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I'm not sure if I'm explaining my self correctly. However I found this thread which I believe is similar to my question. If you look at the photos the OP provided at the bottom of the thread, I think this is what I'm expecting to see once I remove the panel in question. Here is the link:

Furnace coil cleaning question? - Home Improvement | DSLReports Forums
 
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Old 08-01-16, 10:19 AM
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Your installation is using what is called an "uncased coil" and it is encased in the regular plenum/ductwork. They obviously made no provisions for inspecting and/or cleaning the coil, a cost saving measure in the installation.

You will find it difficult to almost impossible to open that duct/plenum without major surgery.
 
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Old 08-01-16, 10:41 AM
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So are you saying that pulling apart the duct work where I have indicated won't expose the underside of the coil? or are you saying my approach to pulling the panel I've indicated won't work?
 
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Old 08-01-16, 11:01 AM
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Just a quick thought, but I am wondering what the orientation of the coils will be. If the green hose is the drain line, how is the drip pan situated within an upward air flow stream? Maybe the coils are vertical and air flows sideways through it, then turns upward again.
 
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Old 08-01-16, 11:34 AM
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Not sure, I'm hoping to get the panel in question off this afternoon and then take some pictures. I assumed it would look like the link I included below.
 
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Old 08-01-16, 11:49 AM
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I saw the pics in the link after I posted. I'd be interested in seeing what yours looks like. Always good to know the different ways things get done.

If your plan to remove the duct section doesn't work, I'd say use tin snips to cut a rectangular hole in the front (behind the furnace flue) then remount it using some backing plates and sheet metal screws. Then seal it with foil tape.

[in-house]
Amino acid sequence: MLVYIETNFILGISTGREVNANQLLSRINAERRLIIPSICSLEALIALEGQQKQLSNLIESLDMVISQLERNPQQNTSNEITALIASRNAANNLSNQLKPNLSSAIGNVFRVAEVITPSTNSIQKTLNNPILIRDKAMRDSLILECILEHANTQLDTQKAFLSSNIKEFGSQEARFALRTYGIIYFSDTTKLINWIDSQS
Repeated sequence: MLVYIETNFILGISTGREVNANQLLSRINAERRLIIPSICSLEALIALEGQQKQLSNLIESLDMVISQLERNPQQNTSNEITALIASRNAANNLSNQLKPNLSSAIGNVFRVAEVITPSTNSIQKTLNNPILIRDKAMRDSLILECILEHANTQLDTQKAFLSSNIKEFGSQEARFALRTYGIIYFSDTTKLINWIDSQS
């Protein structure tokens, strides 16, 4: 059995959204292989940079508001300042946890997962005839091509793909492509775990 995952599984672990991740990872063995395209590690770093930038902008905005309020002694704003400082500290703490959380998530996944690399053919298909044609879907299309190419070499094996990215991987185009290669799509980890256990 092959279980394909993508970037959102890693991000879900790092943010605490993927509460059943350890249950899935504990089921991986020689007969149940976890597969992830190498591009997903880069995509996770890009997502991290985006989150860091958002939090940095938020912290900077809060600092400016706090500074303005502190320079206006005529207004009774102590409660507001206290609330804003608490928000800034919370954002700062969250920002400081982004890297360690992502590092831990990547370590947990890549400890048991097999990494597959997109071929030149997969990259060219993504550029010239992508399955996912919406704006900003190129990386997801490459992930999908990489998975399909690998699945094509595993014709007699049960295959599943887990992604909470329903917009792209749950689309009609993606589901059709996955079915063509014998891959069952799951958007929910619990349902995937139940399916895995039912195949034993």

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Old 08-01-16, 01:04 PM
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I got the drive out, but I'm having trouble removing the panel. I would presume the button lock / snap lock isn't meant to pull out once it's been inserted. Is there a special tool for this? Or is it something that just can't be done? I thought if I could slide a piano wire or something down in along the inside of the lock, I could open it enough to get the buttons past the lock. I've seen an explanation on how to get it apart, but it only seems feasible on sections that are connected to another section above or below it and you can slide them apart.

I can slide the panel up, but only so far as the button flange comes in contact with the ducting above it, so I can't slide it out.
 
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Old 08-01-16, 02:05 PM
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OK, well I modified my piano wire idea and used a straightened out coat hanger. I slide it down the lock channel and it freed the panel. I won't say it was easy, but I managed it without bending the panel overly much. I will probably tweak the lock channel before I reassemble it just so everything is tight. Here are the pictures of what I'm seeing:

Front view panned out:

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Front view close up of heat exchanger:

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Two coil views:

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I hope those photos are clear enough.